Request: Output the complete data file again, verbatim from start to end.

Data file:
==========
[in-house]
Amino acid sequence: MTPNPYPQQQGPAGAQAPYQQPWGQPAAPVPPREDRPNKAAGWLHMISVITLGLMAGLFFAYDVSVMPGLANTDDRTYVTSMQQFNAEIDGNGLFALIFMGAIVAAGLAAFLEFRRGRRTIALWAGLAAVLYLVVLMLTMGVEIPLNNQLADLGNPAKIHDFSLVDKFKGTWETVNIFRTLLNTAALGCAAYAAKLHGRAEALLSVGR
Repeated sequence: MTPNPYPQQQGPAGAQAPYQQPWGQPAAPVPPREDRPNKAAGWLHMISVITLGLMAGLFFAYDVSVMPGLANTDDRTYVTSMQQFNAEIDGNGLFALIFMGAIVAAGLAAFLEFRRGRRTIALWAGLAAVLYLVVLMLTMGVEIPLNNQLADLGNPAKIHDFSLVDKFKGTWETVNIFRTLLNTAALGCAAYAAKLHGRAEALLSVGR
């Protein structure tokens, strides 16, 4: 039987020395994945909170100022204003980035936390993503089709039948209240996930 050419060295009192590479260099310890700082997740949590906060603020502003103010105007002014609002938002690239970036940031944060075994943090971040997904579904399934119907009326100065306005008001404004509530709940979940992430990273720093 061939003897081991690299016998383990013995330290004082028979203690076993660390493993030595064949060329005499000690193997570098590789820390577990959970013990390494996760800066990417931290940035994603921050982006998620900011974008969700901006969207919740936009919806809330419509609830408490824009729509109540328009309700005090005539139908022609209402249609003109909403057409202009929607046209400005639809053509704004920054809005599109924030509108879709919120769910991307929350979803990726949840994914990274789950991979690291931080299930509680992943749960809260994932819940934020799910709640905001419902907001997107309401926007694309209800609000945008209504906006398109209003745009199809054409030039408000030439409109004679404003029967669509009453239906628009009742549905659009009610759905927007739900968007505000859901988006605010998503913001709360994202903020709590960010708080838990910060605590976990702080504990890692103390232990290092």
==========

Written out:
[in-house]
Amino acid sequence: MTPNPYPQQQGPAGAQAPYQQPWGQPAAPVPPREDRPNKAAGWLHMISVITLGLMAGLFFAYDVSVMPGLANTDDRTYVTSMQQFNAEIDGNGLFALIFMGAIVAAGLAAFLEFRRGRRTIALWAGLAAVLYLVVLMLTMGVEIPLNNQLADLGNPAKIHDFSLVDKFKGTWETVNIFRTLLNTAALGCAAYAAKLHGRAEALLSVGR
Repeated sequence: MTPNPYPQQQGPAGAQAPYQQPWGQPAAPVPPREDRPNKAAGWLHMISVITLGLMAGLFFAYDVSVMPGLANTDDRTYVTSMQQFNAEIDGNGLFALIFMGAIVAAGLAAFLEFRRGRRTIALWAGLAAVLYLVVLMLTMGVEIPLNNQLADLGNPAKIHDFSLVDKFKGTWETVNIFRTLLNTAALGCAAYAAKLHGRAEALLSVGR
């Protein structure tokens, strides 16, 4: 039987020395994945909170100022204003980035936390993503089709039948209240996930 050419060295009192590479260099310890700082997740949590906060603020502003103010105007002014609002938002690239970036940031944060075994943090971040997904579904399934119907009326100065306005008001404004509530709940979940992430990273720093 061939003897081991690299016998383990013995330290004082028979203690076993660390493993030595064949060329005499000690193997570098590789820390577990959970013990390494996760800066990417931290940035994603921050982006998620900011974008969700901006969207919740936009919806809330419509609830408490824009729509109540328009309700005090005539139908022609209402249609003109909403057409202009929607046209400005639809053509704004920054809005599109924030509108879709919120769910991307929350979803990726949840994914990274789950991979690291931080299930509680992943749960809260994932819940934020799910709640905001419902907001997107309401926007694309209800609000945008209504906006398109209003745009199809054409030039408000030439409109004679404003029967669509009453239906628009009742549905659009009610759905927007739900968007505000859901988006605010998503913001709360994202903020709590960010708080838990910060605590976990702080504990890692103390232990290092």